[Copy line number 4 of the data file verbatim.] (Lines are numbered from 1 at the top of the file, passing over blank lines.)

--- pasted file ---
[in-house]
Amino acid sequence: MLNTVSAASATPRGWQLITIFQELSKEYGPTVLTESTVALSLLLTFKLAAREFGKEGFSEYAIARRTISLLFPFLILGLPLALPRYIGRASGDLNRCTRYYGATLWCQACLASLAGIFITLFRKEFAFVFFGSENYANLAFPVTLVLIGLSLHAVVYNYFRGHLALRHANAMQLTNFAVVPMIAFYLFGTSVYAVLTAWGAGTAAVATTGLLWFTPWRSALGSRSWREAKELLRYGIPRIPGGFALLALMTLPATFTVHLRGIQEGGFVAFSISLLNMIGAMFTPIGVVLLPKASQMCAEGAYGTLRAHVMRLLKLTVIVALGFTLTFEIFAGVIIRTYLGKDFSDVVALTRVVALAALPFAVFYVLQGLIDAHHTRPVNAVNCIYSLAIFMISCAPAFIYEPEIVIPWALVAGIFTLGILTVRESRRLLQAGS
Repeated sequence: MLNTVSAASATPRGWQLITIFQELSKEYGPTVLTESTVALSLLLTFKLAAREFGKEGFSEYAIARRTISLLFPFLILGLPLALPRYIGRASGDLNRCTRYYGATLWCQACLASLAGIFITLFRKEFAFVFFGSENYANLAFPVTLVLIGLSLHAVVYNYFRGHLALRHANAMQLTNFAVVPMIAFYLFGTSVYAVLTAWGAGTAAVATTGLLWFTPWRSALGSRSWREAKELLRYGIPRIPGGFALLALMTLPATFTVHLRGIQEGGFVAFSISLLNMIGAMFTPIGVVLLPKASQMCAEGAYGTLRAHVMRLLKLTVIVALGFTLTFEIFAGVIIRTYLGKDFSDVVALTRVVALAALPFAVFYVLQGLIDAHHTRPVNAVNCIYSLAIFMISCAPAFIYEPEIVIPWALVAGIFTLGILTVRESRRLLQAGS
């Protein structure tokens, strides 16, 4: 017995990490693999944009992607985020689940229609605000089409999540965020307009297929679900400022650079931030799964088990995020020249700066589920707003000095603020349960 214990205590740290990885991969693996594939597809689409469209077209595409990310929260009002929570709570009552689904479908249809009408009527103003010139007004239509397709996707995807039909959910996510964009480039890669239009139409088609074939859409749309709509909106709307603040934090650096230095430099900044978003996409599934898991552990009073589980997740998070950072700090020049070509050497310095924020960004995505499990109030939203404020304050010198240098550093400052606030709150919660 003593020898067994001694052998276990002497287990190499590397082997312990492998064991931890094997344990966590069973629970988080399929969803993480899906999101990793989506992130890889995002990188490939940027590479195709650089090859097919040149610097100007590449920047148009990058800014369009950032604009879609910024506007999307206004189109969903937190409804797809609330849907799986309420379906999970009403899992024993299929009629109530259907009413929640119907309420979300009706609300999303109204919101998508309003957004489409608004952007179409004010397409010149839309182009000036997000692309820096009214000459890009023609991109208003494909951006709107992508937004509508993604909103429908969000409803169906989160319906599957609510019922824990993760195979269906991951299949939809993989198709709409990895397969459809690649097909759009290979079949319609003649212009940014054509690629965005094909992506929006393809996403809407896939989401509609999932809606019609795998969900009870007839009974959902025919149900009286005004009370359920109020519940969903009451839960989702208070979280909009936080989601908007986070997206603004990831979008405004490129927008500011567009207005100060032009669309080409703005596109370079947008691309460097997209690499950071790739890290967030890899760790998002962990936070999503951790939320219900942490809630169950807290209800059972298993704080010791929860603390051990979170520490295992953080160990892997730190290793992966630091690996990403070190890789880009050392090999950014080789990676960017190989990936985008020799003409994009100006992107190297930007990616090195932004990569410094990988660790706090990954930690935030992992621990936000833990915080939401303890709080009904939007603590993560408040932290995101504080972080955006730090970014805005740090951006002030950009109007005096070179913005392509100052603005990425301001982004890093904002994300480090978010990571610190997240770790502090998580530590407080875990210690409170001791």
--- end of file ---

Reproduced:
């Protein structure tokens, strides 16, 4: 017995990490693999944009992607985020689940229609605000089409999540965020307009297929679900400022650079931030799964088990995020020249700066589920707003000095603020349960 214990205590740290990885991969693996594939597809689409469209077209595409990310929260009002929570709570009552689904479908249809009408009527103003010139007004239509397709996707995807039909959910996510964009480039890669239009139409088609074939859409749309709509909106709307603040934090650096230095430099900044978003996409599934898991552990009073589980997740998070950072700090020049070509050497310095924020960004995505499990109030939203404020304050010198240098550093400052606030709150919660 003593020898067994001694052998276990002497287990190499590397082997312990492998064991931890094997344990966590069973629970988080399929969803993480899906999101990793989506992130890889995002990188490939940027590479195709650089090859097919040149610097100007590449920047148009990058800014369009950032604009879609910024506007999307206004189109969903937190409804797809609330849907799986309420379906999970009403899992024993299929009629109530259907009413929640119907309420979300009706609300999303109204919101998508309003957004489409608004952007179409004010397409010149839309182009000036997000692309820096009214000459890009023609991109208003494909951006709107992508937004509508993604909103429908969000409803169906989160319906599957609510019922824990993760195979269906991951299949939809993989198709709409990895397969459809690649097909759009290979079949319609003649212009940014054509690629965005094909992506929006393809996403809407896939989401509609999932809606019609795998969900009870007839009974959902025919149900009286005004009370359920109020519940969903009451839960989702208070979280909009936080989601908007986070997206603004990831979008405004490129927008500011567009207005100060032009669309080409703005596109370079947008691309460097997209690499950071790739890290967030890899760790998002962990936070999503951790939320219900942490809630169950807290209800059972298993704080010791929860603390051990979170520490295992953080160990892997730190290793992966630091690996990403070190890789880009050392090999950014080789990676960017190989990936985008020799003409994009100006992107190297930007990616090195932004990569410094990988660790706090990954930690935030992992621990936000833990915080939401303890709080009904939007603590993560408040932290995101504080972080955006730090970014805005740090951006002030950009109007005096070179913005392509100052603005990425301001982004890093904002994300480090978010990571610190997240770790502090998580530590407080875990210690409170001791």